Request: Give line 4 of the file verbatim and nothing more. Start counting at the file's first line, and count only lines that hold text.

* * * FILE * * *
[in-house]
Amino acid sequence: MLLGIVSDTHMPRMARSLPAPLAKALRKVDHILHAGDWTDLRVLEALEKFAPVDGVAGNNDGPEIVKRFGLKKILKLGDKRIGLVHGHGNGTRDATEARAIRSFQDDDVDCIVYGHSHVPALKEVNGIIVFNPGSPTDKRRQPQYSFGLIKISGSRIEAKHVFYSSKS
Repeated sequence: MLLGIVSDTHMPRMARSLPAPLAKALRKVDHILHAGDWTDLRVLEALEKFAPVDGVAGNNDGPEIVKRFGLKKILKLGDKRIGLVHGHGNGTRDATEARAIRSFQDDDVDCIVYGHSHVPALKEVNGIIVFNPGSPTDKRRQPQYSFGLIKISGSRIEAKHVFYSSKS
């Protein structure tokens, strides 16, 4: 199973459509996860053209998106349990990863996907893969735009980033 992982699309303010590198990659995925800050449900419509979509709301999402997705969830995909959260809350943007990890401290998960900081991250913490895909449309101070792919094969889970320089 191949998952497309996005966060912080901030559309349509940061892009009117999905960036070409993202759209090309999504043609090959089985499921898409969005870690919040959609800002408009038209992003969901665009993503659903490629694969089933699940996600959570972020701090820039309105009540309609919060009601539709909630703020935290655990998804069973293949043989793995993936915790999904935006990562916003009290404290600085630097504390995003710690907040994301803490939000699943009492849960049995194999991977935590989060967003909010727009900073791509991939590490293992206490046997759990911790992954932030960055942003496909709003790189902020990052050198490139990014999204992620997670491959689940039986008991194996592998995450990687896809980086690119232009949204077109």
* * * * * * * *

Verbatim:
């Protein structure tokens, strides 16, 4: 199973459509996860053209998106349990990863996907893969735009980033 992982699309303010590198990659995925800050449900419509979509709301999402997705969830995909959260809350943007990890401290998960900081991250913490895909449309101070792919094969889970320089 191949998952497309996005966060912080901030559309349509940061892009009117999905960036070409993202759209090309999504043609090959089985499921898409969005870690919040959609800002408009038209992003969901665009993503659903490629694969089933699940996600959570972020701090820039309105009540309609919060009601539709909630703020935290655990998804069973293949043989793995993936915790999904935006990562916003009290404290600085630097504390995003710690907040994301803490939000699943009492849960049995194999991977935590989060967003909010727009900073791509991939590490293992206490046997759990911790992954932030960055942003496909709003790189902020990052050198490139990014999204992620997670491959689940039986008991194996592998995450990687896809980086690119232009949204077109």